COVID and the Fashion Industry: Escalating Sustainable Practices

The fashion industry, known for creating trends, is working on its most important one yet: sustainability.

During the pandemic—with people stuck indoors and looking at the environment in a new light—consumers have begun thinking deeply about their purchasing habits.  And in thinking about how and what they buy, many people are holding companies to higher and more meaningful standards.

Recently, McKinsey released advice to fashion companies wanting to develop sustainable practices. From limiting waste in the design stage to using methods that reinvent items and derive their maximum value, and eliminating single-use plastic, there are numerous ways companies can do better business while being better to the environment.

Sustainability was already an important issue of many retail chains. With in-store sales down about 35% between 2019 and 2020, according to Boston Consulting Group, it’s likely good stewardship will continue to be a focus as stores try to attract consumers.

In 2019, Nordstrom partnered with Rent the Runway (RTR), the self-designated “pioneers of the sharing economy.” RTR aims to “extend the life cycles of favorite designer rentals” by providing them for a limited time to subscribers.

Everlane prides itself on offering transparent pricing and production information to its customers. For example, where leading brands mark-up their products by 6 times the production cost, Everlane proudly tells buyers that its markup is only 2 or 3 times. Furthermore, it offers environmentally sustainable products such as a carbon-neutral tennis shoe.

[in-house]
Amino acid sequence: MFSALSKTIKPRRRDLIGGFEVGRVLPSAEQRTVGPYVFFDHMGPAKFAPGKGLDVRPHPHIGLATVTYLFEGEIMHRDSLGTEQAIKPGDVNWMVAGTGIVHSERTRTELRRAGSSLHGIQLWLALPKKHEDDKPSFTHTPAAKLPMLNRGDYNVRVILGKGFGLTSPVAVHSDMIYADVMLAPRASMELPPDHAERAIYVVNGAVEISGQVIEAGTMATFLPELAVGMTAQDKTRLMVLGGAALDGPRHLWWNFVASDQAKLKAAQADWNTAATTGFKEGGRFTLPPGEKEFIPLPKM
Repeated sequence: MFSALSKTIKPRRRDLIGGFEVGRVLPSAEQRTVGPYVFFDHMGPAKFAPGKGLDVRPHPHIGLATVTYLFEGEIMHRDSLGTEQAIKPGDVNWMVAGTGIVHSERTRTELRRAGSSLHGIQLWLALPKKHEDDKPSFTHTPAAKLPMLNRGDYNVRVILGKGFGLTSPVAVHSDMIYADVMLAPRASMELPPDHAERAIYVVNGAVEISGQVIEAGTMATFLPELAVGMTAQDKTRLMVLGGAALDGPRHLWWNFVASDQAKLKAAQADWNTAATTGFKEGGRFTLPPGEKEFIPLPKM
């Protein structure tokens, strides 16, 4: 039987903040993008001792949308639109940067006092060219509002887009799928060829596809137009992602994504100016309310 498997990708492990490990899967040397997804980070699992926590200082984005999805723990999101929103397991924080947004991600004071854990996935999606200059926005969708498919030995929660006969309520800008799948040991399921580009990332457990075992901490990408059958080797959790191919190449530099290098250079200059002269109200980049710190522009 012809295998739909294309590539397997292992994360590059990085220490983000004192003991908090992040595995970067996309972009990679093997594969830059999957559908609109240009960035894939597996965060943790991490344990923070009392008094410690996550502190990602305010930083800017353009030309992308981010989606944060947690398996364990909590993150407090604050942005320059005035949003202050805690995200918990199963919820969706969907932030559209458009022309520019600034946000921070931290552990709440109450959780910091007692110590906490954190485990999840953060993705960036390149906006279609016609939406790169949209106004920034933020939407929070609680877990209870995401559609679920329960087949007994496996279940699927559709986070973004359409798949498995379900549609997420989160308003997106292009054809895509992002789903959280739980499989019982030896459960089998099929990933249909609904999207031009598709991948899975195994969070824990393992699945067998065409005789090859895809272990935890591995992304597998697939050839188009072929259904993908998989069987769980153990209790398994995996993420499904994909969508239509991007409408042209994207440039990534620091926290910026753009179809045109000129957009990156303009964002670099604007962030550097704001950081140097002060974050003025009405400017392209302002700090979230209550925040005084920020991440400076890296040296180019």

Department store chain Kohl’s says sustainability is key to its corporate responsibility practices, as guided by the United Nations Sustainable Development Goals. Kohl’s goals focus on climate action, sustainable sourcing, and limiting waste. The company is committed to seeking solutions that encourage long-term sustainability to ensure Kohl’s is able to leave a smaller footprint on the world.

And, of course, there’s Etsy, the global marketplace for unique and creative goods, where it’s possible to find a universe of sustainable clothing products—from beanies to socks and everything in between.

We’ve found several other clothing companies worth our attention for doing good:

Rothys. This sustainable shoe company creates a wide range of footwear and accessories from recycled materials. Their design model focuses on recycling materials and limiting waste, with the goal of achieving a closed-loop production model by 2023.  The closed-loop process reuses material waste created during production to and uses recycled materials to create new items.

Warp + Weft. The family that owns this company has innovated jean-making, recycling 98% of the 10 gallons of water necessary for crafting each pair. Note: The traditional process requires 1,500 gallons!

4 Kinship. Founded by an Indigenous woman, this company of artists and makers around the globe repurpose clothing and jewelry to create unique pieces. 

Veja. A Brazilian shoe company, it tests all its shoe models to eliminate dangerous chemicals. Veja also enforces fair-trade principles, ensuring the financial security of production partners and both work safety and proper wages for employees.

If you want to check the sustainability and ethical practices of the brands you love, look them up at

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Abbie Arnold is a freelance writer, photographer, and hopeful poet. She is passionate about all things creative and can often be found hiking in the Arizona desert. To see more of her work, check out her website at: